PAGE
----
École Saint-Enfant-Jésus Schoolyard Regeneration, Montreal (Canada) 2012
McGill University (Canada)
Picnic tables for a recently regenerated schoolyard. The school offers special services for children with auditory and visual handicaps. The designers were asked to propose and integrate surface textures to make a unique tactile landscape. The project began as a student design-build competition and was fabricated in collaboration with specialists at a precast concrete plant. The project was one of four interrelated projects involving different cross-disciplinary and cross-cultural groups. The projects of this case study demonstrate that a team can be organised around other possible motivators: not only the direct benefits of a completed work, but also a wide scope of indirect benefits and intangibles accrued during the process, including: social and professional network building, education and research opportunities, skills development, public recognition. This makes a case for the use of parallel economies in community-based projects, where knowledge and services are the primary form of exchange, rather than capital.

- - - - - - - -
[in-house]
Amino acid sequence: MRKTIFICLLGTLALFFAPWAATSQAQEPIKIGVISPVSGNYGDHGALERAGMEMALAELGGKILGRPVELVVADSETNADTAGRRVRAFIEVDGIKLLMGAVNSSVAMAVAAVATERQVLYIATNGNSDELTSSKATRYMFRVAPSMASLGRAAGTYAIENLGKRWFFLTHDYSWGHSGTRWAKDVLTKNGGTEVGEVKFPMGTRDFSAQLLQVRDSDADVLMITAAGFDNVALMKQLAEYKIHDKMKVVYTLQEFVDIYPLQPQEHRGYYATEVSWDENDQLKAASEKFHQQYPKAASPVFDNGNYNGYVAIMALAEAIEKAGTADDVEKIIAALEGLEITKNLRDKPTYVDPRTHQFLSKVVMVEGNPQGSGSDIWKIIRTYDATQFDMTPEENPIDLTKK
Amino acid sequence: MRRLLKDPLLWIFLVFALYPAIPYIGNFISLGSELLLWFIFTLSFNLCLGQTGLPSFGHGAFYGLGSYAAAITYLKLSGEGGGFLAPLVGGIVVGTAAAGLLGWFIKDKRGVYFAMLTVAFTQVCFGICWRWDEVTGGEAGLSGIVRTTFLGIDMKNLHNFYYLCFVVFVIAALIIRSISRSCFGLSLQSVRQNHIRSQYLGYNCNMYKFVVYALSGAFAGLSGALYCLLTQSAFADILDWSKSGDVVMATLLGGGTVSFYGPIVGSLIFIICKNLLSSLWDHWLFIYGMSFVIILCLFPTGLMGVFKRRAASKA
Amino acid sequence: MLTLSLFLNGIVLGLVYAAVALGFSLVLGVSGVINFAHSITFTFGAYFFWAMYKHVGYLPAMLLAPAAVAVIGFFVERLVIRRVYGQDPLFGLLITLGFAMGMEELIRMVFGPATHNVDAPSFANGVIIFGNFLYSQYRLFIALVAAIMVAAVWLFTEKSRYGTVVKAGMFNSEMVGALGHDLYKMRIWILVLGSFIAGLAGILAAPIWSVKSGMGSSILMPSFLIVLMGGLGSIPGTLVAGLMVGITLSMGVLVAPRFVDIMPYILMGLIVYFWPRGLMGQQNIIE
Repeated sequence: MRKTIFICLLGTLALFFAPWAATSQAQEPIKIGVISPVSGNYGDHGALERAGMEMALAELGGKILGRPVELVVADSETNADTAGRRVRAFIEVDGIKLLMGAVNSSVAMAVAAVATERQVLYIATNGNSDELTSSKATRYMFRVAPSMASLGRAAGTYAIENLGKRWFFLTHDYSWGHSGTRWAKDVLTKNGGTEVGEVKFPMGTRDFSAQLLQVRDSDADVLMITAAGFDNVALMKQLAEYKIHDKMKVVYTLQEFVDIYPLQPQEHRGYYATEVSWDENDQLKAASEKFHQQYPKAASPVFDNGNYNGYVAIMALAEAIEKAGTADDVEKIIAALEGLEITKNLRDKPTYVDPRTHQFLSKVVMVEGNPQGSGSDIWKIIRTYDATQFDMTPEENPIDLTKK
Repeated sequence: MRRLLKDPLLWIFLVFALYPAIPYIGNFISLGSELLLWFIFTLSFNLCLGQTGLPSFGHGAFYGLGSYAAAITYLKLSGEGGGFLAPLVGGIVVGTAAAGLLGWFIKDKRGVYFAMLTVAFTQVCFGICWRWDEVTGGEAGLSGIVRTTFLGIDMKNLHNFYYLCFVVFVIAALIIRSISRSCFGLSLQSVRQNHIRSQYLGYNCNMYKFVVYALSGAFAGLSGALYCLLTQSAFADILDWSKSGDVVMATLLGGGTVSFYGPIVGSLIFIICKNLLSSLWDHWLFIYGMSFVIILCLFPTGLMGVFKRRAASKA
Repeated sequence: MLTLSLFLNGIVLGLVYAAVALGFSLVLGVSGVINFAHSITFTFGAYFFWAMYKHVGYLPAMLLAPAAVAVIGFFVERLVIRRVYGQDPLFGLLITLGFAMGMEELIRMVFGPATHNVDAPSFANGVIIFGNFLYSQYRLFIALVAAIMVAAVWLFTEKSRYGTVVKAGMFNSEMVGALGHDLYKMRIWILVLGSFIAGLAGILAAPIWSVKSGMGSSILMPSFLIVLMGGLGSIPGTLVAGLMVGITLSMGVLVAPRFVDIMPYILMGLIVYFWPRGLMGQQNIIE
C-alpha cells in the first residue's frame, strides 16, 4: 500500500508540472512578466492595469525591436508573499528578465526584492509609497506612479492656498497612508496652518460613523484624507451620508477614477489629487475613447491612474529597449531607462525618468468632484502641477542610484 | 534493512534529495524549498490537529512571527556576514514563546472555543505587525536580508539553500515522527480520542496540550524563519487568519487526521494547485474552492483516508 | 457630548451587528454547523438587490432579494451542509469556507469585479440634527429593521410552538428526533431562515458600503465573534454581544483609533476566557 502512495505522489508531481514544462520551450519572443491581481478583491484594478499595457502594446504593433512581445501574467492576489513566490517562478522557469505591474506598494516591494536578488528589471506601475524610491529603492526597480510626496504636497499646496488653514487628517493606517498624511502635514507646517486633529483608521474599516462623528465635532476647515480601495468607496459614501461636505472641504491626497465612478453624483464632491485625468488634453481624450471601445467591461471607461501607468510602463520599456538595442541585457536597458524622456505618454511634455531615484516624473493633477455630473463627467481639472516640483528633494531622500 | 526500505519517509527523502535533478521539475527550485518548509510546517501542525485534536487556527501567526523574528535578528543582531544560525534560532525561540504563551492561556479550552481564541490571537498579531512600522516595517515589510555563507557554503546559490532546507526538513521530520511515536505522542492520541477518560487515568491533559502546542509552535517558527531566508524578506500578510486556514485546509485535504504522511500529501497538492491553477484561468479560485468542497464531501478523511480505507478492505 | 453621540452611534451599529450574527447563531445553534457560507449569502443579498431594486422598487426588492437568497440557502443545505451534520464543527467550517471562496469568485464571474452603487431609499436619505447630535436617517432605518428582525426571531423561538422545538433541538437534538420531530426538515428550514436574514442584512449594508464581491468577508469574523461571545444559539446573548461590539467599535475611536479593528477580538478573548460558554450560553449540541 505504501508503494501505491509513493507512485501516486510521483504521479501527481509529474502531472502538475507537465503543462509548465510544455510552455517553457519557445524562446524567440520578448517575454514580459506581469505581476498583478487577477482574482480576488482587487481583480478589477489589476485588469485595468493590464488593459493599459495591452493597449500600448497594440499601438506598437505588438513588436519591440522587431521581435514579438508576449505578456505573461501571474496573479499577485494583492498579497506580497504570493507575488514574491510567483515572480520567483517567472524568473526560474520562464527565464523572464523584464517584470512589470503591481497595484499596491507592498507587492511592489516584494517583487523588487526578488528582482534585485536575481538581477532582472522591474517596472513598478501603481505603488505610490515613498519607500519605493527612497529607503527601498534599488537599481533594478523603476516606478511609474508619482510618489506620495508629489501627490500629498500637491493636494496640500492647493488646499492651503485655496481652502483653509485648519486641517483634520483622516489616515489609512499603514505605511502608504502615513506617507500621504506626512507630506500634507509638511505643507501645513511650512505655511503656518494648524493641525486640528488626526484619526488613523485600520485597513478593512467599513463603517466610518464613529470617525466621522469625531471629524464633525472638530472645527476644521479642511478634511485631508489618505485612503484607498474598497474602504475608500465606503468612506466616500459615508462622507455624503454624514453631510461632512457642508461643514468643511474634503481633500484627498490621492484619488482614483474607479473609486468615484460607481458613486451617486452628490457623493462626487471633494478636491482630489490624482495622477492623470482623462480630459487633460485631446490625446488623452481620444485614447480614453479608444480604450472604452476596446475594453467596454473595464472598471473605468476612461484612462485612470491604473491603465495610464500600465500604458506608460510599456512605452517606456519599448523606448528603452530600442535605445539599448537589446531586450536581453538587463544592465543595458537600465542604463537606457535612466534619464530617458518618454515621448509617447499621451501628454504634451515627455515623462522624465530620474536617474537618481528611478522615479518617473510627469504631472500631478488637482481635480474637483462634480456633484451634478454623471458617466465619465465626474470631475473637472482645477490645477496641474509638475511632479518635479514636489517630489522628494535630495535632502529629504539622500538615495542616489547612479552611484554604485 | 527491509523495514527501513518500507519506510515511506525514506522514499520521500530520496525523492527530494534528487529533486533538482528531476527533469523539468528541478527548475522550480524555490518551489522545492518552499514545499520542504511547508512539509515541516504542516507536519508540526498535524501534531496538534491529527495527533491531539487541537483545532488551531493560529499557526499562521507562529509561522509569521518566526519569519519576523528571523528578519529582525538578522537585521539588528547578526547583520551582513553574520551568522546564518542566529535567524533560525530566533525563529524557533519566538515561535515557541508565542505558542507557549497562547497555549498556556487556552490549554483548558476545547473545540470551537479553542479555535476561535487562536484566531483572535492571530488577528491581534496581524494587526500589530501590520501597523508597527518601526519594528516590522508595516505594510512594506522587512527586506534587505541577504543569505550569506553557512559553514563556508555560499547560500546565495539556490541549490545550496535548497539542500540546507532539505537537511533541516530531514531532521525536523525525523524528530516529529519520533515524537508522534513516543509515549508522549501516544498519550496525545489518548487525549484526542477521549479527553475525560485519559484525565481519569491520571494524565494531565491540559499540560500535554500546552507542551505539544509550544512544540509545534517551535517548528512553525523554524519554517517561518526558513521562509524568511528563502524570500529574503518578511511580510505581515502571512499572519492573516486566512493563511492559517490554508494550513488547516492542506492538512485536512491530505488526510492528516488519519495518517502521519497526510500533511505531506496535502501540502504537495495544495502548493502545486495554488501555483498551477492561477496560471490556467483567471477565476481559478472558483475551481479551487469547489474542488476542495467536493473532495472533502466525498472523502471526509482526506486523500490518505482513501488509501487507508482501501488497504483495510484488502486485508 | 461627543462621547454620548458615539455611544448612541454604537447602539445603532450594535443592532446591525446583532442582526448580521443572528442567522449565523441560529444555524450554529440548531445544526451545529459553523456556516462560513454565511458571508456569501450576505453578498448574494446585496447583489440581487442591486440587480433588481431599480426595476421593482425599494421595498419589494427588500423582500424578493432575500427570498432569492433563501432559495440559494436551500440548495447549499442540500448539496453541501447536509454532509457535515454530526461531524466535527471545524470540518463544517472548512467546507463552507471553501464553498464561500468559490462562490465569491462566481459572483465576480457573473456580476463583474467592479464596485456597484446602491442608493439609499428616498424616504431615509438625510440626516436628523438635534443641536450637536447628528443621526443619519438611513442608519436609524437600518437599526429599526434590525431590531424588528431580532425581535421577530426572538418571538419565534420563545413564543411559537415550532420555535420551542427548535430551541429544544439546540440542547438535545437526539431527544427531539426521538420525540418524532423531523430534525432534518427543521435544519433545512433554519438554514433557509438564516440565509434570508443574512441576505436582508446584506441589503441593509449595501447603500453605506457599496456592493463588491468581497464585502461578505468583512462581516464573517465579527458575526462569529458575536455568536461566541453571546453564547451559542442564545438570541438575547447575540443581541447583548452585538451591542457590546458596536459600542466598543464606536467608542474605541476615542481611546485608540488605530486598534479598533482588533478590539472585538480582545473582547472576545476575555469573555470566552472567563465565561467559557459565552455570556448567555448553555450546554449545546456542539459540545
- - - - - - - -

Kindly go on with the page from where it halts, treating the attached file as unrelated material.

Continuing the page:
Research Question: To find an alternative to a generic design solution dictated by budgetary and time constraints; To offer a real-life design opportunity of appropriate scale and relevance to a class of architecture students.
Tutor: Richard Klopp
Students: McGill School of Architecture
Client: École Saint-Enfant-Jésus
Landscape Architect: NIP Paysage
Contractor: Groupe Tremca precast concrete plant
Canada, Client-funded, Permanent, Architecture, 11-50, Months, Sponsorship, +, Postgraduate, Collaboration, Curricular, Extra-curricular, Organisation, Students with tutor, McGill Univ.